How did that happen?
I don’t know about you, but I’ve been getting sideswiped by the calendar a lot lately. People around me are talking about the college graduations they’re going to over the weekend when it feels like those kids were just home for Thanksgiving a week ago. I keep realizing while watching television that I am somehow seeing the season finale of a show that I would swear just premiered a couple of episodes back. The Avengers movie that’s been on my countdown app for a year or more actually happened several days ago (did you hear about this?) and the windows in my living room still have festive snowflake decals on them.
The numbers on the covers of comic books are especially bad at sobering me with the concrete passage of time. How could the red Hulk book possibly be in the fifties by now? How could that FF thing have conceivably happened seventeen issues ago? Could Wolverine and the X-Men or Miles Morales really be up to #10 already? Where have I been?
Readers of comics often complain
… just in general, really; that clause is a complete thought about those periods of fatigue, those seasons when it seems like everyone is telling the same story over and over with a fresh coat of paint on it. Everything old is old again. At this unique moment, however, it seems to me that a lot has changed in the last six months or so.
But has it, really? How we doin’, 2012?
Fortunately, we have an easy way to gauge these sorts of things, thanks to iFanboy’s handy Pull List feature and its de facto function as a historical record of the shrewd, shrewd ways we’ve spent our money. I can’t see what I was thinking about books six months ago– I stopped rating my comics around then, when I realized I share my opinions plenty already and had no interest in further inviting people’s opinions about my opinions– but at least I can see what I was buying then compared to now. If you ever find yourself bored online (imagine such a thing!) this can be a useful exercise to try.
This week six months ago, I bought eighteen titles. Today, I am still reading eight of them. That’s not as dire as it sounds: two were canceled, and several were miniseries that never became anything more. One was that fairly decent Point One which Ron excoriated like it killed his childhood dog. Make no mistake, though: some books have gotten the axe since then.
I’m quite a bit more loosey-goosey with the axe, in fact, thanks to another development that was ramping up roughly six months back, namely Marvel’s foray into digital comics. This week six months ago brought us the first issue of Avenging Spider-Man, the not-technically-Marvel Team-Up relaunch that solicitations sold as “The return of legendary artist Joe Madureira!” without adding, “for, like, a couple of weeks!” In addition to Joe Mad’s coy fan dance, Avenging Spider-Man brought buyers a digital code they could use if they wanted to keep the book and recycle it at the same time, or whatever we’re supposed to be doing with those codes. Since then, gloriously, digital availability has become more or less ubiquitous, giving me the cherished ability to look at the books I’m less excited about and think, “Eh, if people say it’s great on Thursday I can always grab it” without having to think about the logistics of actually going and doing that.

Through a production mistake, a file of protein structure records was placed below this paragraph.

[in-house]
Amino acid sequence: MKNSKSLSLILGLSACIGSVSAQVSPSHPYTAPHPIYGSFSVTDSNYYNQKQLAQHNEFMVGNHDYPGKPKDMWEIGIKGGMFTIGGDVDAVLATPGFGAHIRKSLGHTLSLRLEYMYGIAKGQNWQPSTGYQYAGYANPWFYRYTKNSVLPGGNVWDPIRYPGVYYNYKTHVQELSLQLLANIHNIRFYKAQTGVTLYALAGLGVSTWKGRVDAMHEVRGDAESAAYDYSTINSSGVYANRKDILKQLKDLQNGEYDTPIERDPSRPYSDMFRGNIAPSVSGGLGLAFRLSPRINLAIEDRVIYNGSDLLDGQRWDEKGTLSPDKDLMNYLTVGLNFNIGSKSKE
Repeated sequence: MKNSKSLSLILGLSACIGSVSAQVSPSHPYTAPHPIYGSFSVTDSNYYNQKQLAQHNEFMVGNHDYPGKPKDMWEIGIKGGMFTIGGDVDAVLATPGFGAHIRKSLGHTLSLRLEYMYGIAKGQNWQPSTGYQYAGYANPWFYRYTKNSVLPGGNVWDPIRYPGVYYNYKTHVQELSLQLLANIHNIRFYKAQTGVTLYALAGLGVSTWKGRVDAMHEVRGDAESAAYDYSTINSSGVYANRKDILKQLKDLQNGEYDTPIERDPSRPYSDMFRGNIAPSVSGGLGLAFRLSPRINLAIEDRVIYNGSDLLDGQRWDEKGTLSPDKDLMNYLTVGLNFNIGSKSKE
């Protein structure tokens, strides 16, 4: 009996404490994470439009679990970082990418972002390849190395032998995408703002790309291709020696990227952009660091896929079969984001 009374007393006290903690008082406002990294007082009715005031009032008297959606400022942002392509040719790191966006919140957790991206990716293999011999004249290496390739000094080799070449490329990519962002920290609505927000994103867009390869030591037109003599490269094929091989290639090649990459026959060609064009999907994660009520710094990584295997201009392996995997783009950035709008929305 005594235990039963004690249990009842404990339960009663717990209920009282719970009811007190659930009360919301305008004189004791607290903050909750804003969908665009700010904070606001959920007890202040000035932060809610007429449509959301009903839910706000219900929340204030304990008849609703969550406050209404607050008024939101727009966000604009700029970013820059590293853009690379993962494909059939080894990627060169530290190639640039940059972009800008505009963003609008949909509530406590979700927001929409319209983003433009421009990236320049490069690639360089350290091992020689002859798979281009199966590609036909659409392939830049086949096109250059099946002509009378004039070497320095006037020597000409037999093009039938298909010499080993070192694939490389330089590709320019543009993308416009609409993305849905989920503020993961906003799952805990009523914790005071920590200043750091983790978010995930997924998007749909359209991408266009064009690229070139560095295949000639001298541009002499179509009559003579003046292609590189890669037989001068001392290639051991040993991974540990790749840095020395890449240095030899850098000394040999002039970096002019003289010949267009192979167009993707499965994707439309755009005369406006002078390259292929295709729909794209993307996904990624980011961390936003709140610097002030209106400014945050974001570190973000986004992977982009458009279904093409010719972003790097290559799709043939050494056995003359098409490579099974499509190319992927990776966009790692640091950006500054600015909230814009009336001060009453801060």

It works the other way, too. I picked up some books just this weekend based on rave reviews I hadn’t expected to see. In the last few months alone, digital has improved the quality of life around here even more than I imagined when I was begging for it years ago. This may be the happiest I’ve ever been as a consumer, and six months ago it was nothing like this. Think about the magnitude of that for a second.
Of course, DC had been doing the day-and-date digital thing for quite a while already as part of their “New 52″ initiative. Historically, I had never been a big DC sampler, so at the time I was one of the many people who used the New 52 as a golden opportunity to taste a few new flavors. I even wrote about it a bit at the time. How’s that all going all these months later?
Of the seventeen DC books I sampled at the time, I am still reading eight. Again, this is not as dire as it might sound. That’s six more DC books than I was reading before, so it’s still a win for them. The eight I’m still reading, I look forward to like Christmas day, and some of them are books I’d have never imagined I’d take to, like Supergirl and Swamp Thing. Of the ones I’m not reading, one of them got canceled; a couple of them were futile attempts to give another chance to writers I was never fond of to begin with; and one of them was Wonder Woman, which is at least runner-up for my most vehemently disliked purchase of the last five years. That book got recycled before the rushing air could close the back cover. Nothing is for everyone. Except maybe Batman.
(I should add: I recently dropped Action Comics after indulging it far too long, but I would read the hell out of that crazy bananas President Superman story Grant Morrison set up in the last issue. I can always be won back with the promise of something interesting and new-ish.)
Although it reads like my reading has plummeted, nothing could be further from the truth. I pulled twenty-three blessed books last week, several of which weren’t around a few short months ago. The old makes way for the new, and there is always something great around the next corner if you keep your eyes open.
How’s 2012 been treating you, reader? Have the books you were jumping onto last fall held up their end of the bargain? Have you lost many to cancellation or creative shifts? Here’s hoping your stack is strong. If not, don’t worry; in six months, it’ll all be different again.
Jim Mroczkowski had a completely different day job, diet, and demeanor six months ago. The weather was about the same.